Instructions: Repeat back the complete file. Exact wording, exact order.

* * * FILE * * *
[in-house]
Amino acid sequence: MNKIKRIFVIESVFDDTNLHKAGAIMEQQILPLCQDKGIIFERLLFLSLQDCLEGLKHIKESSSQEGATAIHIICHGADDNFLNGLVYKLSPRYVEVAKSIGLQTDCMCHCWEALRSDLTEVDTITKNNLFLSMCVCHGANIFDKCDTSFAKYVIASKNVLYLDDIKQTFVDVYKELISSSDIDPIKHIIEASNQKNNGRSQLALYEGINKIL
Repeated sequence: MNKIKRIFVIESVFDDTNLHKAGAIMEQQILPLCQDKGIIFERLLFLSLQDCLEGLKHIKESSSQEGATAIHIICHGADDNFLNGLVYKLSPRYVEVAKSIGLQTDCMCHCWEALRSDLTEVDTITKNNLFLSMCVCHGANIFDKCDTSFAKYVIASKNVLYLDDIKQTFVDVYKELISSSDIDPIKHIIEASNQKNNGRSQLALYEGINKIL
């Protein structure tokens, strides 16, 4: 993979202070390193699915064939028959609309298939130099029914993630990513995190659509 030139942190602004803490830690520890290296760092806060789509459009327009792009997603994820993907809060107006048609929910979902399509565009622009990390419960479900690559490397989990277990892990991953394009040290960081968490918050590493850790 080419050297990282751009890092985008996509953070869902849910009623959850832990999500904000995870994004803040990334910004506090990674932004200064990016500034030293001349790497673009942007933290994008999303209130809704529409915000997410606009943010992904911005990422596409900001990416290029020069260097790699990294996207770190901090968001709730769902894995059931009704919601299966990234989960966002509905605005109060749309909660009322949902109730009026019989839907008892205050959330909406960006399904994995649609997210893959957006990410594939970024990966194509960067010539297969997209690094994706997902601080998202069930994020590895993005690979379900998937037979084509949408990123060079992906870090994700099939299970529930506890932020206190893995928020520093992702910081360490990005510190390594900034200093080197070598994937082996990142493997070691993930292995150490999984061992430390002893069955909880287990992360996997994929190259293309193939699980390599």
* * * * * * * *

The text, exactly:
[in-house]
Amino acid sequence: MNKIKRIFVIESVFDDTNLHKAGAIMEQQILPLCQDKGIIFERLLFLSLQDCLEGLKHIKESSSQEGATAIHIICHGADDNFLNGLVYKLSPRYVEVAKSIGLQTDCMCHCWEALRSDLTEVDTITKNNLFLSMCVCHGANIFDKCDTSFAKYVIASKNVLYLDDIKQTFVDVYKELISSSDIDPIKHIIEASNQKNNGRSQLALYEGINKIL
Repeated sequence: MNKIKRIFVIESVFDDTNLHKAGAIMEQQILPLCQDKGIIFERLLFLSLQDCLEGLKHIKESSSQEGATAIHIICHGADDNFLNGLVYKLSPRYVEVAKSIGLQTDCMCHCWEALRSDLTEVDTITKNNLFLSMCVCHGANIFDKCDTSFAKYVIASKNVLYLDDIKQTFVDVYKELISSSDIDPIKHIIEASNQKNNGRSQLALYEGINKIL
């Protein structure tokens, strides 16, 4: 993979202070390193699915064939028959609309298939130099029914993630990513995190659509 030139942190602004803490830690520890290296760092806060789509459009327009792009997603994820993907809060107006048609929910979902399509565009622009990390419960479900690559490397989990277990892990991953394009040290960081968490918050590493850790 080419050297990282751009890092985008996509953070869902849910009623959850832990999500904000995870994004803040990334910004506090990674932004200064990016500034030293001349790497673009942007933290994008999303209130809704529409915000997410606009943010992904911005990422596409900001990416290029020069260097790699990294996207770190901090968001709730769902894995059931009704919601299966990234989960966002509905605005109060749309909660009322949902109730009026019989839907008892205050959330909406960006399904994995649609997210893959957006990410594939970024990966194509960067010539297969997209690094994706997902601080998202069930994020590895993005690979379900998937037979084509949408990123060079992906870090994700099939299970529930506890932020206190893995928020520093992702910081360490990005510190390594900034200093080197070598994937082996990142493997070691993930292995150490999984061992430390002893069955909880287990992360996997994929190259293309193939699980390599």